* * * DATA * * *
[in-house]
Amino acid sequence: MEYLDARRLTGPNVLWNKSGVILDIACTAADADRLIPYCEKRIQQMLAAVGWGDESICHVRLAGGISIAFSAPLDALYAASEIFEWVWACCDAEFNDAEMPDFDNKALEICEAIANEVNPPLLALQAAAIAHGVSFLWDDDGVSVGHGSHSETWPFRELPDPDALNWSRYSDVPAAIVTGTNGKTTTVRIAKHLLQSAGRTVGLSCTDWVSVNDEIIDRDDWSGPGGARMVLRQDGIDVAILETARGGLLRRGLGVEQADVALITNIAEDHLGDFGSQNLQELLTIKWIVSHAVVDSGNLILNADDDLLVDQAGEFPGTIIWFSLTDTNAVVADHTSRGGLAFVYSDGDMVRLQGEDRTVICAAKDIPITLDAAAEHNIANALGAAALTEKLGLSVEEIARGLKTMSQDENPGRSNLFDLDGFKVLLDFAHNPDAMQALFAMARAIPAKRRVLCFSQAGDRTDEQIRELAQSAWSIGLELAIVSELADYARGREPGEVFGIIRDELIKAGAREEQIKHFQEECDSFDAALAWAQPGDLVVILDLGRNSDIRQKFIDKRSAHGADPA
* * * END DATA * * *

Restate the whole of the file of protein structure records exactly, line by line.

[in-house]
Amino acid sequence: MEYLDARRLTGPNVLWNKSGVILDIACTAADADRLIPYCEKRIQQMLAAVGWGDESICHVRLAGGISIAFSAPLDALYAASEIFEWVWACCDAEFNDAEMPDFDNKALEICEAIANEVNPPLLALQAAAIAHGVSFLWDDDGVSVGHGSHSETWPFRELPDPDALNWSRYSDVPAAIVTGTNGKTTTVRIAKHLLQSAGRTVGLSCTDWVSVNDEIIDRDDWSGPGGARMVLRQDGIDVAILETARGGLLRRGLGVEQADVALITNIAEDHLGDFGSQNLQELLTIKWIVSHAVVDSGNLILNADDDLLVDQAGEFPGTIIWFSLTDTNAVVADHTSRGGLAFVYSDGDMVRLQGEDRTVICAAKDIPITLDAAAEHNIANALGAAALTEKLGLSVEEIARGLKTMSQDENPGRSNLFDLDGFKVLLDFAHNPDAMQALFAMARAIPAKRRVLCFSQAGDRTDEQIRELAQSAWSIGLELAIVSELADYARGREPGEVFGIIRDELIKAGAREEQIKHFQEECDSFDAALAWAQPGDLVVILDLGRNSDIRQKFIDKRSAHGADPA